Ulaanbaatar /MONTSAME/ The Asian Development Bank established a memorandum of understanding with Bank of Mongolia on realizing financial consumer protection sub-component of Supporting Financial sector development and stability of Mongolia project. Within the project, a study on financial consumer protection was carried-out and a recommendation was released. The Bank of Mongolia organized a national consultation meeting ‘Current regulations and legal situation of financial consumer protection and recommendation on improvement’, where the recommendation was introduced. The recommendation indicated the necessity of having financial consumer protection regulations, forming audit structure, supervise and reporting.

The consultation meeting was attended by representatives of Financial Regulatory Commission, Authority for Fair Competition and Customers Protection, Mongolian Bankers Association, Bank and Financial Academy and other professional unions.

The first ever project targeted to financial consumer protection covers whole financial sector and as a result of the project, financial consumer protection framework is expected to be enhanced and system and mechanism to resolve disputes in finance sector in non-judicial process to be formed.




Parliament reviews basic guidelines for 2018 socio-economic development www.theubpost.mn

During Thursday’s session of Parliament, MPs debated the operations of state-owned companies, health, and environmental projects.

Head of Parliament’s Standing Committee on Social Policy, Education, Culture and Science L.Enkh-Amgalan pointed out that over 90 percent of state-owned enterprises are facing deficits, but their directors are getting paid high salaries, driving expensive vehicles, and renting expensive offices. He said the state cannot afford to function this way, and that there should be a greater focus on reforming the leadership and management of stateowned companies.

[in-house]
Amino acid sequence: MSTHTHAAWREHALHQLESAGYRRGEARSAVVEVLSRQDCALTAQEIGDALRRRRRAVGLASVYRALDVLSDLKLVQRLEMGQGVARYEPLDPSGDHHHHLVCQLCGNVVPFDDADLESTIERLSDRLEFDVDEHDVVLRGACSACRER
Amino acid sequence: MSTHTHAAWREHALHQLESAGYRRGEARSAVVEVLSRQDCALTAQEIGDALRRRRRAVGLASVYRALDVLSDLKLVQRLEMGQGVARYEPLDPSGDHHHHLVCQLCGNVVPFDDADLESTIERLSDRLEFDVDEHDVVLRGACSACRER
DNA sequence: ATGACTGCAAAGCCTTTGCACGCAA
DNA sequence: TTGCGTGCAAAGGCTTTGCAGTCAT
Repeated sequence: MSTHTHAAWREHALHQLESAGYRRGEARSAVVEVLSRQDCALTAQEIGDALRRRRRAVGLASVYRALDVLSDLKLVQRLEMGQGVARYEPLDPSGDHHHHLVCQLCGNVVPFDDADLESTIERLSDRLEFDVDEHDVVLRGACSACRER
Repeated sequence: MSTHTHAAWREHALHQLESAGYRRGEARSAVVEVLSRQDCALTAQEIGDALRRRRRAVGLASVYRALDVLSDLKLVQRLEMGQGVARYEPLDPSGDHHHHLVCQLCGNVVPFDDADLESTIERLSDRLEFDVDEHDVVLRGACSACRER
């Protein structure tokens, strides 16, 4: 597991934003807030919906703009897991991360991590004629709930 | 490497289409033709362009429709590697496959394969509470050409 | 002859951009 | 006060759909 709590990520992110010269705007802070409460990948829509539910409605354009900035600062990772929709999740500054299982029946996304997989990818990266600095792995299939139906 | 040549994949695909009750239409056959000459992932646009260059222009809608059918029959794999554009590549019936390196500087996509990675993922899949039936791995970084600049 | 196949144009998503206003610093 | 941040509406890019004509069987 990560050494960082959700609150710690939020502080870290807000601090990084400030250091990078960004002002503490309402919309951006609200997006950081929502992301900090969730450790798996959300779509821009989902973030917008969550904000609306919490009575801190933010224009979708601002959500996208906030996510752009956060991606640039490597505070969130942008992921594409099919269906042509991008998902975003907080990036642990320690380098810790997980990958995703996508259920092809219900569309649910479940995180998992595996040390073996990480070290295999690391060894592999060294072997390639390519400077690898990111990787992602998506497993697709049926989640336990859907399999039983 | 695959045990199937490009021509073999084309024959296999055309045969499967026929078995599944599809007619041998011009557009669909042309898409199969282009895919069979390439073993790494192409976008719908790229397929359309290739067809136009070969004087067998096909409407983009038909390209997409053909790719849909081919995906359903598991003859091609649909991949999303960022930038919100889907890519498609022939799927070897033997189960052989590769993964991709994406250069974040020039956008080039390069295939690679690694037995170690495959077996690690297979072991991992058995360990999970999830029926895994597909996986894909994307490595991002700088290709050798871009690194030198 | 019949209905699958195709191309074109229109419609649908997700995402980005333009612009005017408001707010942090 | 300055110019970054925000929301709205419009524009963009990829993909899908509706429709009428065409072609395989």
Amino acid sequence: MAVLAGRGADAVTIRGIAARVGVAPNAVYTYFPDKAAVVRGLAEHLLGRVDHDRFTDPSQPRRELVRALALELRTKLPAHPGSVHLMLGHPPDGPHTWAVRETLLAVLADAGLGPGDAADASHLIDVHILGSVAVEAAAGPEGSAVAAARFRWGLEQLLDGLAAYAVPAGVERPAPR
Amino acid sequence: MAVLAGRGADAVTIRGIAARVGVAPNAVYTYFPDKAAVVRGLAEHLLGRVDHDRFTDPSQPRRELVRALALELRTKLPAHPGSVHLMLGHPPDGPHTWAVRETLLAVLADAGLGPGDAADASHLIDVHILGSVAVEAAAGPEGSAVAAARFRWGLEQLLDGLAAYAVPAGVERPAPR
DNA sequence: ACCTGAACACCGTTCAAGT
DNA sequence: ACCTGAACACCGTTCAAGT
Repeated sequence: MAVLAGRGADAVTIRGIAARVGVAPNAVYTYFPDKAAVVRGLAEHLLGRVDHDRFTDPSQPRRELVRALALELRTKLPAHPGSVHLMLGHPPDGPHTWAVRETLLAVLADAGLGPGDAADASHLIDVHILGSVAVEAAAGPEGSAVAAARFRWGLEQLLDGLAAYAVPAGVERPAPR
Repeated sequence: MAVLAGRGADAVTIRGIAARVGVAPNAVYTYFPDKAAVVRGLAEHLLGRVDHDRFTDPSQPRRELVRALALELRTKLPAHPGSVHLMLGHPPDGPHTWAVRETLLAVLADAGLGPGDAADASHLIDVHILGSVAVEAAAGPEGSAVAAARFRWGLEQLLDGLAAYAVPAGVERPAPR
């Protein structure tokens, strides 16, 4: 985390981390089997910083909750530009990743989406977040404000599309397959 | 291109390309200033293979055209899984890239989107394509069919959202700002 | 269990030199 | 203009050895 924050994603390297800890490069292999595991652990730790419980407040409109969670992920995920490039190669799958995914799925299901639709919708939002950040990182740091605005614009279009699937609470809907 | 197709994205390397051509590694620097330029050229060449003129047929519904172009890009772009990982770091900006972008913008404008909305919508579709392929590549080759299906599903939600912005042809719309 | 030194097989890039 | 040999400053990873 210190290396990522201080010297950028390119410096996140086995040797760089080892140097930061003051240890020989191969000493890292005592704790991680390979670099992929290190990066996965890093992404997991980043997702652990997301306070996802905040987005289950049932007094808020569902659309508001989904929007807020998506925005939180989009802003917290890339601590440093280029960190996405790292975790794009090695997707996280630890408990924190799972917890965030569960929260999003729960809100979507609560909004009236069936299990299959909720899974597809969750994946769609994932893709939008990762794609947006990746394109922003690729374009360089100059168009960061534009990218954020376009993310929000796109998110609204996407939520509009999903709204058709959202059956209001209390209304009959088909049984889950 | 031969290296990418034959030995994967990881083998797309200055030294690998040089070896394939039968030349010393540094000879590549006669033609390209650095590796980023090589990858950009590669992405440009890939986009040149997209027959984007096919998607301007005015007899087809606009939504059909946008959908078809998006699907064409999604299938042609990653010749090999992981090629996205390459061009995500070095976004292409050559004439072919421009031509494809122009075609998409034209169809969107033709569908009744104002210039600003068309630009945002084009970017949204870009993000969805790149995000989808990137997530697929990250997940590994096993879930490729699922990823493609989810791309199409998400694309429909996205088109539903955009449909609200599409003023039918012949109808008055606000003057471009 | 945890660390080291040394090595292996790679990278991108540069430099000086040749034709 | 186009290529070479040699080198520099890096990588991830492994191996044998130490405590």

Vice-Speaker of Parliament Ts.Nyamdorj said that some state-owned companies are operating by taking out loans from other companies and the state. He asked what the Mineral Resources and Petroleum Authority, Ministry of Mining and Heavy Industry, and the Government Agency for Policy Coordination on State Property are doing to address the deficits facing these state-owned enterprises.

Cabinet Secretariat J.Munkhbat stated that there should be an emphasis on improving management and addressing the deficits of Erdenes Mongol Company.

MP B.Undarmaa asked the Minister of Energy what measures are being taken to provide ger district residents with permanent electricity in the framework of ger-district re-planning projects.

Minister of Energy P.Gankhuu noted that more than 1,600 households are connected to the central electricity network, and that the ministry has announced tender bids for a project that would provide 6,000 households with permanent electricity this year.

Member of Parliament B.Saranchimeg asked Minister of Nature, Environment, and Tourism
D.Oyunkhorol what kind of projects her ministry is implementing to deal with environmental challenges and to stop desertification.

Minister D.Oyunkhorol said that the ministry is working to collaborate with international organizations to implement projects and programs to combat desertification and adapt to climate change. The ministry is working on receiving funding from international organizations fighting climate change and green loan funds to implement programs addressing environmental issues.

Deputy Minister of Health L.Byambasuren pointed out that the average monthly salary for a doctor at public hospitals is 640,000 MNT, and the average monthly salary for a nurse is 560,000 MNT. She noted that these salaries are very low considering their workload, so the ministry is working to increase the salaries of the doctors, nurses, and staff of public hospital as part of the basic guidelines for 2018’s socio-economic development.



Fitch: Mongolia's IMF Programme Staves Off Financing Risks www.reuters.com